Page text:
Fire and Frost

Gardening in Canada is challenging enough, what with the ever-present threat of frost.

Here in the Peace River Country we have experienced not only frost, but snow, every month of the year. Not every year (thank goodness) but over the years snow has fallen on at least one occasion every single month.

This year-same as last-frost fears are wildly overshadowed by the threat of fire.

BC has just issued a state of emergency as wildfires continue to wreak havoc in our province.

The garden takes a backseat when you’re simply worried about getting your family and animals out alive and hoping you have a roof over your head to return to.

People are always grateful their family got out safely, but once a fire has gone through your property there will be years of residual grief over the loss of a mature landscape. Trees that took decades to not only beautify the landscape, but slow the winter winds and cast shade on hot summer afternoons are not easily replaced. You don’t realize how they have become like old friends you can count on until they are gone.

You might think that at least the vegetable garden will go on the same. However, with the burning of buildings come all sorts of toxins that leach into the garden soil. It is a lot to recover from for both the garden and the gardener.

For those with orchards, vineyards, market gardens or farms, the threat to their livelihood is terrifying. For them “the garden” doesn’t take a backseat. It rides shotgun.

People are tough. People are resilient. People will go on. But it isn’t easy.

This year BC has experienced 1,841 fires.

So far over 388,000 hectares have burned, which equals almost a million acres and every hour that number grows.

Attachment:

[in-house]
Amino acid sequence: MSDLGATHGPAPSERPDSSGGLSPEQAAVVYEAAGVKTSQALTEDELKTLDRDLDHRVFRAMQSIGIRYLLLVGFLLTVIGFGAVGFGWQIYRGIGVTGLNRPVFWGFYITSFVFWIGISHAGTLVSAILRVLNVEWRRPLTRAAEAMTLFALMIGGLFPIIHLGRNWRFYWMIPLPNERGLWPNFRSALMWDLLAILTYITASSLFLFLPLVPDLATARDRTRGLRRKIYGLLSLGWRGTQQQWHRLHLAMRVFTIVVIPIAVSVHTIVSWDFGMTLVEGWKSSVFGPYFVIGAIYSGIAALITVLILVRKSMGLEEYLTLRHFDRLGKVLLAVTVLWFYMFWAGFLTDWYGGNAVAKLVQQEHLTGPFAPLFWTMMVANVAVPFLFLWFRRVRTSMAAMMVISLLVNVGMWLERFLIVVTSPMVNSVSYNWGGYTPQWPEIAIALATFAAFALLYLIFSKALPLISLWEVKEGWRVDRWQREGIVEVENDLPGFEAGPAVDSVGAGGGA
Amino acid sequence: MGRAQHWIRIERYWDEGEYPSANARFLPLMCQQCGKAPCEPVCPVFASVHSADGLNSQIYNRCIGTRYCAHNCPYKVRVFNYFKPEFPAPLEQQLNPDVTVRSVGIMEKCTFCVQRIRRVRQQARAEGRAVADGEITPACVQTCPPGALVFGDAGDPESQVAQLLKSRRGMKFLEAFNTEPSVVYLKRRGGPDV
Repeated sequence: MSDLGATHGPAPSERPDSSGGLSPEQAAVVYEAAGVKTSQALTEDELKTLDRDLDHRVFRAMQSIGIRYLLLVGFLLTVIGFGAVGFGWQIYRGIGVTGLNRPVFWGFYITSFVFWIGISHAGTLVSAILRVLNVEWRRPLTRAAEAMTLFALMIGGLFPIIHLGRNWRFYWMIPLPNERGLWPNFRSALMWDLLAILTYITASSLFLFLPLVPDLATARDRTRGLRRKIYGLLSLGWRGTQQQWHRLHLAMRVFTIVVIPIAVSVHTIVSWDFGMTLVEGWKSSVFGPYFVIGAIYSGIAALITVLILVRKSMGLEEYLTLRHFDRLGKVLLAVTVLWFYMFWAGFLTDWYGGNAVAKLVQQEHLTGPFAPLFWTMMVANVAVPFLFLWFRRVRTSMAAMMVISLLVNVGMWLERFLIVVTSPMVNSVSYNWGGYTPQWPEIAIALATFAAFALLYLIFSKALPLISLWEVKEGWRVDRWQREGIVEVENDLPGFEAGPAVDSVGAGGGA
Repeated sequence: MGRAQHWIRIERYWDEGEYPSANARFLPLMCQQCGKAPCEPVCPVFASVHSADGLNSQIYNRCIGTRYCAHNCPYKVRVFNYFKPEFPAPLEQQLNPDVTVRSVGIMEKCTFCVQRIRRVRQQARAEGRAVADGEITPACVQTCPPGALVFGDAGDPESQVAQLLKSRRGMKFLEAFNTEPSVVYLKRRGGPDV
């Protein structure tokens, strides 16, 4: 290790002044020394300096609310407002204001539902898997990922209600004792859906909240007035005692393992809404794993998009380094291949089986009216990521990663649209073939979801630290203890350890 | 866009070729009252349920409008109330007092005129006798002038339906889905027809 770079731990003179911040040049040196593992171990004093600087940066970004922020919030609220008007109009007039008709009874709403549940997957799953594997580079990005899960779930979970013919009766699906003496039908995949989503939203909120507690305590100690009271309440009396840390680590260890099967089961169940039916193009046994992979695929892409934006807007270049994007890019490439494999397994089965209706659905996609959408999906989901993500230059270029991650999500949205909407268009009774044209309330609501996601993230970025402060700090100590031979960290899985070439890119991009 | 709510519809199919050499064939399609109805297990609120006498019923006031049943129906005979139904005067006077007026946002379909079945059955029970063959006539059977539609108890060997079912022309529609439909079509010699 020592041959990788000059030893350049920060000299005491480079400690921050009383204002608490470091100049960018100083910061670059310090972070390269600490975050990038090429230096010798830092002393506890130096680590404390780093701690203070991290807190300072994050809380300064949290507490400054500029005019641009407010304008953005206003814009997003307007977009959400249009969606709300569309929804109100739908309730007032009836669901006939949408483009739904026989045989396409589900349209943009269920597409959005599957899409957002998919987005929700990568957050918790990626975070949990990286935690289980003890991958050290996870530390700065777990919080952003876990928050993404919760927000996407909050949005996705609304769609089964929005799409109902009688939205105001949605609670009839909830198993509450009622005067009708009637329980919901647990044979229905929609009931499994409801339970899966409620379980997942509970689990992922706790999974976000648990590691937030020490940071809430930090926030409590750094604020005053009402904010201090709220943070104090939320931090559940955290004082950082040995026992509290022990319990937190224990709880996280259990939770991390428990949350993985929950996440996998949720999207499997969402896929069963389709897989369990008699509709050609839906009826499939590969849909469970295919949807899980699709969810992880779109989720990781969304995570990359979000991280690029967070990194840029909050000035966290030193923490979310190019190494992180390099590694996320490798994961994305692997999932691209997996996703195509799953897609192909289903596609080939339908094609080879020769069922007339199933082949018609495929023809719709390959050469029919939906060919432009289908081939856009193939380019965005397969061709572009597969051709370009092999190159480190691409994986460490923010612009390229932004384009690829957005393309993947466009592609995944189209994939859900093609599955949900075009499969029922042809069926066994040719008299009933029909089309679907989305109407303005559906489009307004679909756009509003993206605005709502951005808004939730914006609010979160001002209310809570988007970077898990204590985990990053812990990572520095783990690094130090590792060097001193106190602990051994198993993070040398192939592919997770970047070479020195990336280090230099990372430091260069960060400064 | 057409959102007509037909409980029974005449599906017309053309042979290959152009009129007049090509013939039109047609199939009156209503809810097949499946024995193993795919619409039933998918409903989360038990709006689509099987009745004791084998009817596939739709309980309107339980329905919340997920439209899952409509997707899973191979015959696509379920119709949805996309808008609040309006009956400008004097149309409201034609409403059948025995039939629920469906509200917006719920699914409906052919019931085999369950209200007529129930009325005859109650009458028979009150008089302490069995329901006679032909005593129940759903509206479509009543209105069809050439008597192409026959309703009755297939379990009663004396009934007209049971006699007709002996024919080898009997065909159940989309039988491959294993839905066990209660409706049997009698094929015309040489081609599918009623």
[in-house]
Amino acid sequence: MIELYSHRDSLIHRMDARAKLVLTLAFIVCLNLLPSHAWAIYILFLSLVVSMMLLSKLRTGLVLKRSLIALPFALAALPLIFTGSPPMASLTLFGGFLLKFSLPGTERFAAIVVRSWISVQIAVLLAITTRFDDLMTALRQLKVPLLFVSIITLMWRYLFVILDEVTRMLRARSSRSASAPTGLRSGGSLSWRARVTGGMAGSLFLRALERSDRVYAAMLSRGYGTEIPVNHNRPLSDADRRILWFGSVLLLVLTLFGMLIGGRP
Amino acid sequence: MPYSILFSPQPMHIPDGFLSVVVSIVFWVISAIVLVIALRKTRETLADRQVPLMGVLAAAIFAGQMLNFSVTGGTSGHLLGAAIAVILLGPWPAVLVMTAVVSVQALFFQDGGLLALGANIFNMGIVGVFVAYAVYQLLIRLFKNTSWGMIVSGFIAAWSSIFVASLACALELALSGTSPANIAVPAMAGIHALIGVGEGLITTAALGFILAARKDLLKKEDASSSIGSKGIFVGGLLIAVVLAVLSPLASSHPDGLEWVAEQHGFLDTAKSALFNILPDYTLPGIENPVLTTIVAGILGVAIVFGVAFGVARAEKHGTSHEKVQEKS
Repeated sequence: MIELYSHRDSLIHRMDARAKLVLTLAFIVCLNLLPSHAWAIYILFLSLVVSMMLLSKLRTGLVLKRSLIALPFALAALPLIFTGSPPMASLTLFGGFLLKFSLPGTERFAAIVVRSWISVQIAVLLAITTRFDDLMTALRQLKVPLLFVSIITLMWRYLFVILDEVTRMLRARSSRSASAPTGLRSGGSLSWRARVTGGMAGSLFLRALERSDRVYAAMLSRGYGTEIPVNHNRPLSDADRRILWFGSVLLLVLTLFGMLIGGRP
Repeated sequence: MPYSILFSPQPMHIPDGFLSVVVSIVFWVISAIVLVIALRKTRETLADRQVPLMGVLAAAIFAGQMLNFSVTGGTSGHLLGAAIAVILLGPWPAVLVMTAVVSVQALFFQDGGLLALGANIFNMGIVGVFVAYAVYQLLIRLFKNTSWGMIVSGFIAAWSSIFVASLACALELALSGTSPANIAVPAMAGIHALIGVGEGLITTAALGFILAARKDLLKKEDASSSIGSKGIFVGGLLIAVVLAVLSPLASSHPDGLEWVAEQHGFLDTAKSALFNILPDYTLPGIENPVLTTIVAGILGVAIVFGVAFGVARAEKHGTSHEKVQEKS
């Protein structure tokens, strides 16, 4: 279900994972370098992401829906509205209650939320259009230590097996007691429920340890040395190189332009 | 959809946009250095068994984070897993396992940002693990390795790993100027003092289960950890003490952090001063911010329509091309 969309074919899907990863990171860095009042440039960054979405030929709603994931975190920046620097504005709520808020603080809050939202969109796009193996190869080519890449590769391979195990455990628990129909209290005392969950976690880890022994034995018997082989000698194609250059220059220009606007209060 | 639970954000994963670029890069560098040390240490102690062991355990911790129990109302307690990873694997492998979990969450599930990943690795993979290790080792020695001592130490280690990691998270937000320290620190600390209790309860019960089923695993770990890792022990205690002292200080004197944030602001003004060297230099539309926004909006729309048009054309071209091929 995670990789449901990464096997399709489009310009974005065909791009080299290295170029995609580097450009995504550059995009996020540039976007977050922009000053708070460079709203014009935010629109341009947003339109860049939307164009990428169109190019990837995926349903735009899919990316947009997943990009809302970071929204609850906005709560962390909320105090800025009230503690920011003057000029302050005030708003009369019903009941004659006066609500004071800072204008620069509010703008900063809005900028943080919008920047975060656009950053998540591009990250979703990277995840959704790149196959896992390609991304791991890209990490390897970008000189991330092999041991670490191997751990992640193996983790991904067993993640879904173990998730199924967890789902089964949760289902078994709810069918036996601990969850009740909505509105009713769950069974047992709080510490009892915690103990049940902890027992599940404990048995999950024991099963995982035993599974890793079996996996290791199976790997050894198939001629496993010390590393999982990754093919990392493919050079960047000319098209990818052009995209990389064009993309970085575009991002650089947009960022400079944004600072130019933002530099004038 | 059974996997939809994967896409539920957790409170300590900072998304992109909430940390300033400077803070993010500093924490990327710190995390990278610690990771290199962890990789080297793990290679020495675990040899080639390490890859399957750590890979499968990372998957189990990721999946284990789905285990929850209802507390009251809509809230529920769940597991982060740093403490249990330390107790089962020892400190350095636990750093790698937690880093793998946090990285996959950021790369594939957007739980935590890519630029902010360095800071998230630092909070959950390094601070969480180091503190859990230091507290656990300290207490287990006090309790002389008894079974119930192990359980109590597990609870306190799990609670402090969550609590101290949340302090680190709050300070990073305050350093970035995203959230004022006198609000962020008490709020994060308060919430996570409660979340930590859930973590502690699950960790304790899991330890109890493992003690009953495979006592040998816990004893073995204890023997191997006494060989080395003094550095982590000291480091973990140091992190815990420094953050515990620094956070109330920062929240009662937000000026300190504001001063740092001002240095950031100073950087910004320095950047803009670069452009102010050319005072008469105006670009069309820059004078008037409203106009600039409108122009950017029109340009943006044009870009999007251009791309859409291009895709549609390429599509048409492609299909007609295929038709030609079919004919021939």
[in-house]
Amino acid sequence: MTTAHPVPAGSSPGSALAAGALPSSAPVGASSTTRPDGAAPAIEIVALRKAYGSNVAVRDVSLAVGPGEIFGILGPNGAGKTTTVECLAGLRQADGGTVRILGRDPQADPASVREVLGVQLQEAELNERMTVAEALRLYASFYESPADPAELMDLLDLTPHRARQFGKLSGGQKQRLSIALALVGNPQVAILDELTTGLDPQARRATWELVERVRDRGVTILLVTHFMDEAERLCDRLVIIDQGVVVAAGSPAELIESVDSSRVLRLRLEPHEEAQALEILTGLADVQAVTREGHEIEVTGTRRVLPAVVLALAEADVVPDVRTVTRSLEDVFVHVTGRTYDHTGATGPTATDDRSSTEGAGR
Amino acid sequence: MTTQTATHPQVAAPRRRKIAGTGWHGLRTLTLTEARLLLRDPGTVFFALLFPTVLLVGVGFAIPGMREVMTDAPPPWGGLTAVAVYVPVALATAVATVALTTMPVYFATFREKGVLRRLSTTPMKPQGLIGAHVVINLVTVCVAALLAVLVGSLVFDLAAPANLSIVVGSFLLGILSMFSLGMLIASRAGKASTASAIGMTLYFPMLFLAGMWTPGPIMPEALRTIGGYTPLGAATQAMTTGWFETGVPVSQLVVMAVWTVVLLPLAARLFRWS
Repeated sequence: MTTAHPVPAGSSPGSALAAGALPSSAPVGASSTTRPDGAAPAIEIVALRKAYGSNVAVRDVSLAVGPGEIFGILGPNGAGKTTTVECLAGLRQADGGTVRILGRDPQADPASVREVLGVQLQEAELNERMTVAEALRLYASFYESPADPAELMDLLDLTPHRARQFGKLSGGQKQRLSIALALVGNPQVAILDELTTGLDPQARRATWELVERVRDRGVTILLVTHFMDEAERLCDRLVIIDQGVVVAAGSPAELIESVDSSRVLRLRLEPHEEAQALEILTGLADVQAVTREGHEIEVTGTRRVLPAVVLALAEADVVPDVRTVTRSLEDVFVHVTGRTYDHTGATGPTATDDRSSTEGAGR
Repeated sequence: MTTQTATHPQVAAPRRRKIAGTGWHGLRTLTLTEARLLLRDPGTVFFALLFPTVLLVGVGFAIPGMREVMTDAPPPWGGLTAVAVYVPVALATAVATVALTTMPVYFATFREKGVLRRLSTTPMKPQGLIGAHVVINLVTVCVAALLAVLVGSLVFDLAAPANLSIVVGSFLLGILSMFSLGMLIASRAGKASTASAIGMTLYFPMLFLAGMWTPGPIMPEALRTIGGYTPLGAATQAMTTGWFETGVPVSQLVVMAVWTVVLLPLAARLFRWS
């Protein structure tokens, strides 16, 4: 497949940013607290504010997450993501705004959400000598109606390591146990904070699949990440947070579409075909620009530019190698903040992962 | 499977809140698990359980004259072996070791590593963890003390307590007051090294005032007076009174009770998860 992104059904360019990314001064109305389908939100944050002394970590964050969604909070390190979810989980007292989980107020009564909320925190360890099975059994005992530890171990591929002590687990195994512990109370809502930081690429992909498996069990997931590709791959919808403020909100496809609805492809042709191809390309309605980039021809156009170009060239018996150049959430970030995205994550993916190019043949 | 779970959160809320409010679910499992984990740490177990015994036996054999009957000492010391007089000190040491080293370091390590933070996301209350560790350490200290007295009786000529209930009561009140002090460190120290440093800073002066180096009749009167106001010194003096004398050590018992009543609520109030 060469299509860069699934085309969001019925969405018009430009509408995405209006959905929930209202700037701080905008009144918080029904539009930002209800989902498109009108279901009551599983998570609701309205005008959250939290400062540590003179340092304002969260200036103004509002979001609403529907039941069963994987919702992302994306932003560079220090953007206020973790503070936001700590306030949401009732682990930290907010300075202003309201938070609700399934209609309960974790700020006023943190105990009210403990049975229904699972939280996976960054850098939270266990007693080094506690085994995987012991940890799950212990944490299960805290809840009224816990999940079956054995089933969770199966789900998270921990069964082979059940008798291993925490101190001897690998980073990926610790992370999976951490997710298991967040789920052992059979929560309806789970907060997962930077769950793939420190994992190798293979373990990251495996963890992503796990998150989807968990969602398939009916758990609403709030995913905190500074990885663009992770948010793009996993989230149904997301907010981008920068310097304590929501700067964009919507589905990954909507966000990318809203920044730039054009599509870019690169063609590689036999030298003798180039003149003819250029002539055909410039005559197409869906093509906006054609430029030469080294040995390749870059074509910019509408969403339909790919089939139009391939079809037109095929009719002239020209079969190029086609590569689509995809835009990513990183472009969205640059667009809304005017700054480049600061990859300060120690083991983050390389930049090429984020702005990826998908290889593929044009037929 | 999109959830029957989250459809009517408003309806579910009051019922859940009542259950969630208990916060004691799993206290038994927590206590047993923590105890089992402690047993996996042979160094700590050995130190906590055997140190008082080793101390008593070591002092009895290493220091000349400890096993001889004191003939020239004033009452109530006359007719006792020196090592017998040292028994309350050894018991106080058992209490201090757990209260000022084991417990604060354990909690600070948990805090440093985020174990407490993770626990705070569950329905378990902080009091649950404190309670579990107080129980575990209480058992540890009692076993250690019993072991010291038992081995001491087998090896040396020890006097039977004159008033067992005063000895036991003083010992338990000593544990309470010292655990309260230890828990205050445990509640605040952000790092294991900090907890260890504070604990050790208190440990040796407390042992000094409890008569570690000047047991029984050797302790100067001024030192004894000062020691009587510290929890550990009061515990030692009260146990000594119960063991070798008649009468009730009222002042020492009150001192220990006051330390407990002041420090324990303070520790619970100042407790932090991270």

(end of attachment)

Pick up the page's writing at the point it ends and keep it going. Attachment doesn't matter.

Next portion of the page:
It is even worse than last year and last year was the worst on record.

Most of the fires are a long way from our home in northeast BC, but of course all that can change with a single lightning strike, an ATV exhaust pipe igniting dry grass or a carelessly tossed cigarette.

We have had several smoke-filled days that bring home how we are all in this together.

Last year we had several fires burning around our city, so I know how it feels to be on edge, not sure of what is going to happen next.

We are all hoping for rain wherever it is most needed. At this point we would even welcome snow in August.

My heart goes out to everyone impacted by the wildfires and, as always, so much gratitude to the firefighters and everyone involved in dealing with this difficult situation.

Stay strong.

Stay safe.

 

On Being More Like My Garden

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I just realized I can’t wait for spring.

And it is August.

So much of this year has been about laying out new beds and getting a feel for our new space. I find myself impatient for a vegetable garden with the kind of harvest that fills jars, bins and the freezer. I want an established, bountiful garden and I want it right now.

Of course, that is just another lesson the garden teaches.

Patience grasshopper.

Unlike me, the sparrows are rejoicing in my barren newly built vegetable beds. They are dust bathing up a storm. In their frenzy they have also took over the lone birdbath until it was wing tip to wing tip, forcing me to buy a second much bigger one. That bath too is now full of birds from morning to night as they fly back and forth between bathing in the soil and then bathing in the water. Or perhaps the reverse. It is hard to tell.

It is crazy to think that the hundreds of house sparrows in our backyard way up here in northern BC, all descended from a handful that were released in New York’s Central Park in 1850.

Unlike my bouncing grasshopper mind, the garden is always in the present moment. It doesn’t care where the seeds or birds or soil came from, it just works its magic with what it has. Nothing more, nothing less.

When it is August, it is all about August. The garden doesn’t waste time wishing it were April. It isn’t trying to get anything done, it just is.

The garden gives itself to every season and each situation with ease and enthusiasm.